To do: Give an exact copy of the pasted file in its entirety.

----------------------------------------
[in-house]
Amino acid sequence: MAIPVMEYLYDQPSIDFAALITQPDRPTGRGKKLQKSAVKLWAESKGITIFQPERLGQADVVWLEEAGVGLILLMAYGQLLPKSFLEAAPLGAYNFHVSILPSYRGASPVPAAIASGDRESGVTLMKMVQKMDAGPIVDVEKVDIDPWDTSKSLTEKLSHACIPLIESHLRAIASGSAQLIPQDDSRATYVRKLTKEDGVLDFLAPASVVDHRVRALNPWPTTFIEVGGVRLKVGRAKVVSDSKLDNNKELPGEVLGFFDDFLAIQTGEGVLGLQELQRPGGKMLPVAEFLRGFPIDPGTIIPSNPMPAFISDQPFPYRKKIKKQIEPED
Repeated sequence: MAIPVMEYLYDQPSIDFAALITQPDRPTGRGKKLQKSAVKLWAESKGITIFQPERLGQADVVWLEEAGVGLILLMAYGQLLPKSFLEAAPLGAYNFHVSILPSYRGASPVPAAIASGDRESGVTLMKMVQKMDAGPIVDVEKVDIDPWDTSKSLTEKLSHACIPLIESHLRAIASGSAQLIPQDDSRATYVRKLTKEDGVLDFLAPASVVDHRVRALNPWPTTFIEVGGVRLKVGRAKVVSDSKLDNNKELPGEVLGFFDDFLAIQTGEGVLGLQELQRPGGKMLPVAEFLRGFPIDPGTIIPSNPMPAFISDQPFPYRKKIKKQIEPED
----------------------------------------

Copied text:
[in-house]
Amino acid sequence: MAIPVMEYLYDQPSIDFAALITQPDRPTGRGKKLQKSAVKLWAESKGITIFQPERLGQADVVWLEEAGVGLILLMAYGQLLPKSFLEAAPLGAYNFHVSILPSYRGASPVPAAIASGDRESGVTLMKMVQKMDAGPIVDVEKVDIDPWDTSKSLTEKLSHACIPLIESHLRAIASGSAQLIPQDDSRATYVRKLTKEDGVLDFLAPASVVDHRVRALNPWPTTFIEVGGVRLKVGRAKVVSDSKLDNNKELPGEVLGFFDDFLAIQTGEGVLGLQELQRPGGKMLPVAEFLRGFPIDPGTIIPSNPMPAFISDQPFPYRKKIKKQIEPED
Repeated sequence: MAIPVMEYLYDQPSIDFAALITQPDRPTGRGKKLQKSAVKLWAESKGITIFQPERLGQADVVWLEEAGVGLILLMAYGQLLPKSFLEAAPLGAYNFHVSILPSYRGASPVPAAIASGDRESGVTLMKMVQKMDAGPIVDVEKVDIDPWDTSKSLTEKLSHACIPLIESHLRAIASGSAQLIPQDDSRATYVRKLTKEDGVLDFLAPASVVDHRVRALNPWPTTFIEVGGVRLKVGRAKVVSDSKLDNNKELPGEVLGFFDDFLAIQTGEGVLGLQELQRPGGKMLPVAEFLRGFPIDPGTIIPSNPMPAFISDQPFPYRKKIKKQIEPED